Twenty-four samples of breast milk from nine mothers of infants suffering from breast milk jaundice were studied. Eight samples of milk from mothers of nonjaundiced infants, along with five formula milks enriched with polyunsaturated fatty acids, served as controls. Milks from mothers with jaundiced infants had no inhibitory effect when assayed immediately after thawing. However, after these milk samples were stores at 4 degrees, they strongly inhibited bilirubin conjugation (80.3% inhibition of uridine diphosphate glucuronyltransferase (UDPGT) activity) and bromosulfophthalein (BSP) binding to cytoplasmic Z protein (dye binding inhibited 82.1%). There was no effect on BSP binding to Y protein (see Table 1). Heating the milk to 56 degrees modified the results in the following manner; when the milk was heated immediately after thawing, no inhibitory effect was seen, even after storage for 96 hr. On the other hand, when the milk was first stored at 96 hr and then heated, it had the same inhibitory effects as the milks which were stored without heating. The present study shows that pathologic breast milk will inhibit BSP-Z protein binding only when stored under conditions that also cause the appearance of the capacity to inhibit bilirubin conjugation in vitro, as well as causing the liberation of nonesterified fatty acids. Thus, the appearance of this inhibitory capacity in vitro seems linked to the lipolytic activity particular to pathologic milks.

  10. Protein Synthesis--An Interactive Game.

    ERIC Educational Resources Information Center

    Clements, Lee Ann J.; Jackson, Karen E.

    1998-01-01

    Describes an interactive game designed to help students see and understand the dynamic relationship between DNA, RNA, and proteins. Appropriate for either a class or laboratory setting, following a lecture session about protein synthesis. (DDR)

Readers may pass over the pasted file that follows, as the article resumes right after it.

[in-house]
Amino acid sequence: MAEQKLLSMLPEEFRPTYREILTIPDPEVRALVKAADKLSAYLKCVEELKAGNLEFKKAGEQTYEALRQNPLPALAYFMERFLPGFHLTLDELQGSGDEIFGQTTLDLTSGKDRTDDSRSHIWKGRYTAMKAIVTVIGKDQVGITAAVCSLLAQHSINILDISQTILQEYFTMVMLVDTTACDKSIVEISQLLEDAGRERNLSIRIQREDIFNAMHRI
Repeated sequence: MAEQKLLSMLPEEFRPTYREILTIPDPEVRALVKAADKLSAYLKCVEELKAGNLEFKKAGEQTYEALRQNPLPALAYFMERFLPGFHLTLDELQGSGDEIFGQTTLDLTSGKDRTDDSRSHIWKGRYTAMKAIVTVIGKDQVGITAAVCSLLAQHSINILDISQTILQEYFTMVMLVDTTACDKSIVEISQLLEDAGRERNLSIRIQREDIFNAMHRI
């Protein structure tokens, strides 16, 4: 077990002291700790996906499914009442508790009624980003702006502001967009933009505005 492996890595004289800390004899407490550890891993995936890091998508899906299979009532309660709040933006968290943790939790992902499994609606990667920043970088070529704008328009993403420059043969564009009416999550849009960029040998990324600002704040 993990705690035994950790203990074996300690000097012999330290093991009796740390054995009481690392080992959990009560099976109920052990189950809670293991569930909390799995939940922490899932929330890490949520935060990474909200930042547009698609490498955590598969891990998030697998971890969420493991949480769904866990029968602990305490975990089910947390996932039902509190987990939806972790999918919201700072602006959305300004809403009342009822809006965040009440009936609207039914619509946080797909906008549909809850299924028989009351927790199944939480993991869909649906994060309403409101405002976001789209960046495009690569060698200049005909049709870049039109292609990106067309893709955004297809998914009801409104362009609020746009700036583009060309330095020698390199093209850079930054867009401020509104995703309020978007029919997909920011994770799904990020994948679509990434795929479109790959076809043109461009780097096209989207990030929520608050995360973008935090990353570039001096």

11. Quest for the chemical synthesis of proteins.

    PubMed

    Engelhard, Martin

    2016-05-01

    The chemical synthesis of proteins has been the wish of chemists since the early 19th century. There were decisive methodological steps necessary to accomplish this aim. Cornerstones were the introduction of the Z-protecting group of Bergmann and Zervas, the development of Solid-phase Peptide Synthesis of Merrifield, and the establishment of Native Chemical Ligation by Kent. Chemical synthesis of proteins has now become generally applicable technique for the synthesis of proteins with tailor made properties which can be applied not only in vitro but also in vivo .Copyright © 2016 European Peptide Society and John Wiley & Sons, Ltd.

  12. Health-promoting properties of bioactive peptides derived from milk proteins in infant food: a review.

    PubMed

    Raikos, Vassilios; Dassios, Theodore

    2014-01-01

    Milk proteins have attracted extensive interest in terms of their bioavailability following ingestion. Enzymatic digestion of dairy products generates numerous peptides with various biological activities. Both human milk and infant formulas based on cow's milk are potential sources of bioactive peptides. This review aims to present current knowledge on the formation and fate of bioactive peptides from milk feeds intended for infants. Emphasis is placed on the source of the bioactive peptides with the nutritional impact of human milk and cow milk-based formulas on infant health being critically discussed from that perspective. Furthermore, the effect of processing and in vitro or in vivo digestion on the release and availability of peptides with bioactive sequences is evaluated. Considerable differences with respect to bioavailability and metabolic effects between the biologically active fragments generated following ingestion of human milk and infant formulas are documented. Peptides from milk protein of bovine origin could be a valuable supplement to human milk as multiple health-promoting properties are attributed to peptide fractions identified in standard cow milk-based infant formulas.

  13. Cooling causes changes in the distribution of lipoprotein lipase and milk fat globule membrane proteins between the skim milk and cream phase.

    PubMed

    Dickow, J A; Larsen, L B; Hammershøj, M; Wiking, L

    2011-02-01